Workitu, prior to surgery (Photo courtesy CURE International)
Ethiopia (CURE/MNN) ― Doctors at CURE Ethiopia Children's Hospital in Addis Ababa have performed the first-ever separation of a parasitic twin from an adolescent girl in Ethiopia. This is an incredibly rare condition, occurring in approximately one out of every 10 million births.
A multi-disciplinary team of doctors and surgeons successfully performed the seven-hour procedure three weeks ago at CURE Ethiopia Children's Hospital. Surgeons removed extra body parts from an adolescent girl.
The girl was born with an incomplete "twin," called a parasitic twin, attached to her pelvis, resulting in two additional incompletely developed arms and two additional legs. Aside from the complexity of the surgery itself, what makes this remarkable is that it is usually performed before the child is two years of age, or perhaps not at all.
"This successful surgery demonstrates the quality of health care that is now available in Ethiopia through the CURE hospital," said Dr. Eric Gokcen, Medical Director and Chief of Orthopedic Surgery at CURE Ethiopia.
"The fact that we were able to accomplish this in Ethiopia with a team of doctors from CURE and Black Lion speaks to the level of excellence we have been able to achieve." In addition, the cooperation of the medical staff is an example of the highest level of teamwork for the sake of the patient.
The surgical team was a cooperative partnership between senior surgeons from CURE Ethiopia Children's Hospital and Black Lion Hospital, the public hospital in Addis Ababa. It was led by Dr. Gokcen. Through continued cooperation within the medical community, along with the support of the Ethiopian government, CURE believes that the standard of health care for disabled children and adults throughout Ethiopia will continue to rise.
Dale Brantner, President and CEO of CURE International, says their goal is to do everything with excellence. "This surgery is just one example of how our team in Addis Ababa continues to deliver the best possible medical care to disabled children throughout Ethiopia. It is also an example of the unique training opportunities CURE Ethiopia is able to make available as we seek to educate and equip local medical professionals to improve the overall quality of care throughout the region."
CURE International's focus on training is present at each of their facilities around the world. In Ethiopia, CURE is an approved training site for orthopedic surgery, life support, and nurse anesthesia, and is affiliated with the College of Surgeons of East, Central, and Southern Africa, the American Heart Association, and Addis Ababa University.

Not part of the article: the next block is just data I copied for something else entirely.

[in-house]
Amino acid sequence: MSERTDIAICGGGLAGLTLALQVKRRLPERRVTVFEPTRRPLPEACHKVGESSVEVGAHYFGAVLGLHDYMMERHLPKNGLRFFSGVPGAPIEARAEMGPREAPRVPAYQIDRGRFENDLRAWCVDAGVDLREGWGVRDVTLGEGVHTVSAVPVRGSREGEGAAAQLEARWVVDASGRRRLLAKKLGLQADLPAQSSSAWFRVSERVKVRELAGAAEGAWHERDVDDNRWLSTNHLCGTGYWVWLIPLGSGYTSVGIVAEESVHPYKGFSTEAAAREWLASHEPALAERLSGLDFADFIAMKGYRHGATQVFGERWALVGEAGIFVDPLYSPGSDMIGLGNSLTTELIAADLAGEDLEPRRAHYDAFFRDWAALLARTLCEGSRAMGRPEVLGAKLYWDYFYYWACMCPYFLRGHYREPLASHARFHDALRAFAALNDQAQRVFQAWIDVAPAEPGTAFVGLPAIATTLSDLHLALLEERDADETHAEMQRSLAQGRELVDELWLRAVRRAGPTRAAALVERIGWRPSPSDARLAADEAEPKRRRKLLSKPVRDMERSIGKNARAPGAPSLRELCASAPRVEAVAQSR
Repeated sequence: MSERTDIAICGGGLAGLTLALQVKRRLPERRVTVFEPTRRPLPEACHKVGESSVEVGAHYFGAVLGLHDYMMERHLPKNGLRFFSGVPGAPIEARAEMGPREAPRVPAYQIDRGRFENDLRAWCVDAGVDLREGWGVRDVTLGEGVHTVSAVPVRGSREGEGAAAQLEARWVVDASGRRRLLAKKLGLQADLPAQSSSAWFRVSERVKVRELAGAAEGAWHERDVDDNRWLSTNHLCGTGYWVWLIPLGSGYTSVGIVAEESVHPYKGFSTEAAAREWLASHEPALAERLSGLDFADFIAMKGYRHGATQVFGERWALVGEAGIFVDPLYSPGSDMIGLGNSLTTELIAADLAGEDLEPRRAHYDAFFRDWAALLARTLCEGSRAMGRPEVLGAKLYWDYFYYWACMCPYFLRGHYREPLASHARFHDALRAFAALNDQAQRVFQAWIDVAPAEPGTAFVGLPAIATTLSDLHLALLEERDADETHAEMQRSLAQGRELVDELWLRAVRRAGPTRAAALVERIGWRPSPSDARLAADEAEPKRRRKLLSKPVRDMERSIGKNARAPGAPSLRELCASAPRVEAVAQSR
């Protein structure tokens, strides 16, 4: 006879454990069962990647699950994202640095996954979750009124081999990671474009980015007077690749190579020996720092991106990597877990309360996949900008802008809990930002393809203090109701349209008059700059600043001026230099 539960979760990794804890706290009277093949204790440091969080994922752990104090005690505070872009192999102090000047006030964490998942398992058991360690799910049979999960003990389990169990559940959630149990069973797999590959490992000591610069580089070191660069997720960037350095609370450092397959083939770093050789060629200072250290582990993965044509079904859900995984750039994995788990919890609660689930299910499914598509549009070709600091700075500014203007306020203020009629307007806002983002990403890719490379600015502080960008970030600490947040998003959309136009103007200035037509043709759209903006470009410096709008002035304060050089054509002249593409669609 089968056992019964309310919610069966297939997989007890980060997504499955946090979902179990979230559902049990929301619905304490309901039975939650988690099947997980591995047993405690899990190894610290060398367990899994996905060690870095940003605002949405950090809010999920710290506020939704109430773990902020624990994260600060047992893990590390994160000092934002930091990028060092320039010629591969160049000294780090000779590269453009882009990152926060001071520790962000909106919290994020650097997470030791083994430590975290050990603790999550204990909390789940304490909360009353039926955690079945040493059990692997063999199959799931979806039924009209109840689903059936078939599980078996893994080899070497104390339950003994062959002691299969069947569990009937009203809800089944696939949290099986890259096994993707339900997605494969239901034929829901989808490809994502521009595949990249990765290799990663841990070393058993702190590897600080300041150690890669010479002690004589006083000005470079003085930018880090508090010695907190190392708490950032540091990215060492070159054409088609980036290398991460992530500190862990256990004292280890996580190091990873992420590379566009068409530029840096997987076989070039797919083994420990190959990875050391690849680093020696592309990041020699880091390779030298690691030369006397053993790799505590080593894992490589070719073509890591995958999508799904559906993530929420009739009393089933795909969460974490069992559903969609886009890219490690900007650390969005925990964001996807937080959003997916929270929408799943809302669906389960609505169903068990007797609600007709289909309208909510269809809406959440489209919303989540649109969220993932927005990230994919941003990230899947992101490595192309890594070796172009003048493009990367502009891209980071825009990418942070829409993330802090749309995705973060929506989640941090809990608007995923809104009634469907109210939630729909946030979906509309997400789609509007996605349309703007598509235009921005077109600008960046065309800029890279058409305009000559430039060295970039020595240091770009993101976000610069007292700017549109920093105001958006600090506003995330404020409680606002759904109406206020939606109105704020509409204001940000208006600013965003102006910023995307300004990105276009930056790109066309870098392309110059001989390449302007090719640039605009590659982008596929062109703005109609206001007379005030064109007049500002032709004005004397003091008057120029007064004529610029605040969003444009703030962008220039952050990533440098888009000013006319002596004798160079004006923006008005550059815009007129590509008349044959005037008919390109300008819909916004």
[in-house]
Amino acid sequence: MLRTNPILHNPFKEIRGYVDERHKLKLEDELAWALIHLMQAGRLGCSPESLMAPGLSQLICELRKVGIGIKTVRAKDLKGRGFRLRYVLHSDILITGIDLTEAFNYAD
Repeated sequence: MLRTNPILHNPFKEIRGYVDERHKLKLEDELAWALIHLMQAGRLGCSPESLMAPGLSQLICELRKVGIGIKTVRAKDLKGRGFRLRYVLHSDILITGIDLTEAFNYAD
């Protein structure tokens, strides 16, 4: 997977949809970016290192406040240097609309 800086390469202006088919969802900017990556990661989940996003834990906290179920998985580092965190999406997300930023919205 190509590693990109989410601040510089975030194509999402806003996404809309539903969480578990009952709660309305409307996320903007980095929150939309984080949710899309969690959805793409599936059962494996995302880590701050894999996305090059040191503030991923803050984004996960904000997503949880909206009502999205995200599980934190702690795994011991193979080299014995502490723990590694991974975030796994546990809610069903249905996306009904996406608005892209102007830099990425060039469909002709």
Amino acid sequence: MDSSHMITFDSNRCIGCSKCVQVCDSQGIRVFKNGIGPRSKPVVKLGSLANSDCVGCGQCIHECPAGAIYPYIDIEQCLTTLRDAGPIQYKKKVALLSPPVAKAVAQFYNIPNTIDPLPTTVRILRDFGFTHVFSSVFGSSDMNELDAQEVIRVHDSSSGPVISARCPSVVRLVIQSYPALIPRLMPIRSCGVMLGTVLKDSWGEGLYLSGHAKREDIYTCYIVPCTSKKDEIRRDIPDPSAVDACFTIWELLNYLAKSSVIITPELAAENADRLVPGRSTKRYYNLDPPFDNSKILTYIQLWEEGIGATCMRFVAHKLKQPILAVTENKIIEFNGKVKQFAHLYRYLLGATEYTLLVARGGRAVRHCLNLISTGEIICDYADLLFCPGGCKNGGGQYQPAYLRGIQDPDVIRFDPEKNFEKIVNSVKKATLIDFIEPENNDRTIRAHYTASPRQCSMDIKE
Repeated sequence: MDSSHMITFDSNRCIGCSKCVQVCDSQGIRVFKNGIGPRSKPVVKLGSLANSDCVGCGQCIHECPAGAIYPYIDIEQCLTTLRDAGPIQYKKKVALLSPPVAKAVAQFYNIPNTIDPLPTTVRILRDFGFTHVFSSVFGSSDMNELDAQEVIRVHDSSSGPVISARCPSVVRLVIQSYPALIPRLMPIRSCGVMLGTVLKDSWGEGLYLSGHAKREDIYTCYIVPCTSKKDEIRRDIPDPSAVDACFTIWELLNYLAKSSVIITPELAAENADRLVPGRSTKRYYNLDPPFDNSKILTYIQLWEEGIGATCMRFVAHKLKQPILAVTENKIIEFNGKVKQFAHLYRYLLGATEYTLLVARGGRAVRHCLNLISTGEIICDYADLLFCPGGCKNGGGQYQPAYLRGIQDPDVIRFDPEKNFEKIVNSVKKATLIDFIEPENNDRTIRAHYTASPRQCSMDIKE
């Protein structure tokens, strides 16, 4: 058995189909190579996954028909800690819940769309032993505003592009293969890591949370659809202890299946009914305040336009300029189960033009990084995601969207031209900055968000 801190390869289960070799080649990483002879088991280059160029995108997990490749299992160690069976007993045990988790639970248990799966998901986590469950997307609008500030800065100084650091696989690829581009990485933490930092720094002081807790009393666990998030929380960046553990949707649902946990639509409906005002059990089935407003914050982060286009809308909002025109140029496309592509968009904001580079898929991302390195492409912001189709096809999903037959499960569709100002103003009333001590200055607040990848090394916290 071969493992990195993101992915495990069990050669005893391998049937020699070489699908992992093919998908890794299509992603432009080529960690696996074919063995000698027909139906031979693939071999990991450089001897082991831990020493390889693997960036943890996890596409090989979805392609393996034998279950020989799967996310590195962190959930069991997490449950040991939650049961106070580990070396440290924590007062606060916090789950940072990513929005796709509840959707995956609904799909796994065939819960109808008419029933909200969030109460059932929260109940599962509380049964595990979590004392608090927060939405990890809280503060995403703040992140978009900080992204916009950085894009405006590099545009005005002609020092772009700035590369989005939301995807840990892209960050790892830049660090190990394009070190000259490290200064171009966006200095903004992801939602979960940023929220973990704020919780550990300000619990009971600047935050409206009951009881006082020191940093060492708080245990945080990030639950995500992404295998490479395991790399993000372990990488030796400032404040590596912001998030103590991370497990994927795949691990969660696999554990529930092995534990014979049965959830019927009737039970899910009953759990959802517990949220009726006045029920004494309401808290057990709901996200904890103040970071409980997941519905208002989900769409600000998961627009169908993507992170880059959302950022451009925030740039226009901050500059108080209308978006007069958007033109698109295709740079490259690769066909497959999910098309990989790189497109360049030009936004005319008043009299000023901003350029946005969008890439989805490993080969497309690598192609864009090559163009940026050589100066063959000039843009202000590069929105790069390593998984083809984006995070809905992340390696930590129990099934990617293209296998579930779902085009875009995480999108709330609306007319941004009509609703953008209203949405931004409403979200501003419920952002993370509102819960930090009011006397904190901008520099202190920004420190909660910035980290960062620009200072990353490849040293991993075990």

Beyond training, though, is the heart of CURE's mission: healing the sick and proclaiming the Kingdom of God. "Our single driving focus," said Brantner "is to follow Jesus' command to bring healing to the sick and proclaim His kingdom. For this girl and her family, that means meeting their immediate needs by lifting this physical burden as well as taking the time to pray with them and minister to their spiritual needs. The surgery and the ministry go hand-in-hand."
In fact, both the girl and her brother accepted Christ before her surgery. It demonstrates once again the beautiful healing--both physical and spiritual--that takes place at CURE hospitals.
According to the staff of CURE Ethiopia Children's Hospital, the girl is excited about her future. She can now envision going back to school, getting married, and living a normal, productive life, something that until the surgery would have been inconceivable. She and her family are rejoicing and experiencing a new sense of freedom, both spiritually and physically.
CURE Ethiopia Children's Hospital opened in January 2009 to provide comprehensive rehabilitative surgery and treatment for children with various disabling conditions. CURE Ethiopia has performed over 3,000 surgeries free of charge in the last three years and has seen thousands of people in its clinics. CURE is also a certified training site, partnering in the training and education of health care professionals in Ethiopia.
CURE International was founded by Dr. Scott and Sally Harrison as a result of the enormous need for medical and spiritual care they witnessed in their travels to developing nations. Since opening its first hospital in 1998 in Kenya, CURE has focused on providing first-world quality care to children who suffer from physical conditions that can be corrected or alleviated through medical and surgical intervention.
The organization's teaching hospitals and pediatric specialty programs operate in 25 countries. CURE is the largest provider of pediatric surgical care in the developing world. To date, the organization has seen more than 1.6 million patients, performed more than 128,000 surgeries, witnessed over 122,000 expressions of faith, and trained more than 5,200 national medical professionals.